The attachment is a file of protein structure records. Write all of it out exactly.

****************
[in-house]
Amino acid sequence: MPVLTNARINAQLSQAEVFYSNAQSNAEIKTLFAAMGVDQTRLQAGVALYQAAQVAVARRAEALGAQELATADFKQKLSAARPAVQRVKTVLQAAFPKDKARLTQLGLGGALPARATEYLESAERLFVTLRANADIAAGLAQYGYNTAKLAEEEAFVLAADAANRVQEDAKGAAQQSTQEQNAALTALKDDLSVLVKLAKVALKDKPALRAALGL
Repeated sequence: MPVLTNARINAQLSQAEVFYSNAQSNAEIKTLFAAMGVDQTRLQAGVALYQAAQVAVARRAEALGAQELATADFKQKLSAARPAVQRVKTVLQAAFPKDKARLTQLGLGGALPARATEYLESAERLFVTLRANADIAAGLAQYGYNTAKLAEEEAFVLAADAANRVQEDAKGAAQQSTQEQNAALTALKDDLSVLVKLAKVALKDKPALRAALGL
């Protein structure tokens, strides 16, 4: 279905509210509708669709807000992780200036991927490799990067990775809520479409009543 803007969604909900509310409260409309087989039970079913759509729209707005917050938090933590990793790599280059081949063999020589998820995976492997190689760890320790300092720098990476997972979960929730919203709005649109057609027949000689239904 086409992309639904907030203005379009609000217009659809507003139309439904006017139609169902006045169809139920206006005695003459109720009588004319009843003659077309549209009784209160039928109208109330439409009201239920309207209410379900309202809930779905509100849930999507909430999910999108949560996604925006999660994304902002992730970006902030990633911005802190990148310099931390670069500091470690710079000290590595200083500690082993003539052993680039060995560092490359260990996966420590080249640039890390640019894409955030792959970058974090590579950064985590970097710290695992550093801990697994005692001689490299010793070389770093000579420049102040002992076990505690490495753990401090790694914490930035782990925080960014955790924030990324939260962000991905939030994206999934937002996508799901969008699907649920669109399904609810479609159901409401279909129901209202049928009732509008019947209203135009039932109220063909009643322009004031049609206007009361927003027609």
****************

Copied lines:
[in-house]
Amino acid sequence: MPVLTNARINAQLSQAEVFYSNAQSNAEIKTLFAAMGVDQTRLQAGVALYQAAQVAVARRAEALGAQELATADFKQKLSAARPAVQRVKTVLQAAFPKDKARLTQLGLGGALPARATEYLESAERLFVTLRANADIAAGLAQYGYNTAKLAEEEAFVLAADAANRVQEDAKGAAQQSTQEQNAALTALKDDLSVLVKLAKVALKDKPALRAALGL
Repeated sequence: MPVLTNARINAQLSQAEVFYSNAQSNAEIKTLFAAMGVDQTRLQAGVALYQAAQVAVARRAEALGAQELATADFKQKLSAARPAVQRVKTVLQAAFPKDKARLTQLGLGGALPARATEYLESAERLFVTLRANADIAAGLAQYGYNTAKLAEEEAFVLAADAANRVQEDAKGAAQQSTQEQNAALTALKDDLSVLVKLAKVALKDKPALRAALGL
């Protein structure tokens, strides 16, 4: 279905509210509708669709807000992780200036991927490799990067990775809520479409009543 803007969604909900509310409260409309087989039970079913759509729209707005917050938090933590990793790599280059081949063999020589998820995976492997190689760890320790300092720098990476997972979960929730919203709005649109057609027949000689239904 086409992309639904907030203005379009609000217009659809507003139309439904006017139609169902006045169809139920206006005695003459109720009588004319009843003659077309549209009784209160039928109208109330439409009201239920309207209410379900309202809930779905509100849930999507909430999910999108949560996604925006999660994304902002992730970006902030990633911005802190990148310099931390670069500091470690710079000290590595200083500690082993003539052993680039060995560092490359260990996966420590080249640039890390640019894409955030792959970058974090590579950064985590970097710290695992550093801990697994005692001689490299010793070389770093000579420049102040002992076990505690490495753990401090790694914490930035782990925080960014955790924030990324939260962000991905939030994206999934937002996508799901969008699907649920669109399904609810479609159901409401279909129901209202049928009732509008019947209203135009039932109220063909009643322009004031049609206007009361927003027609």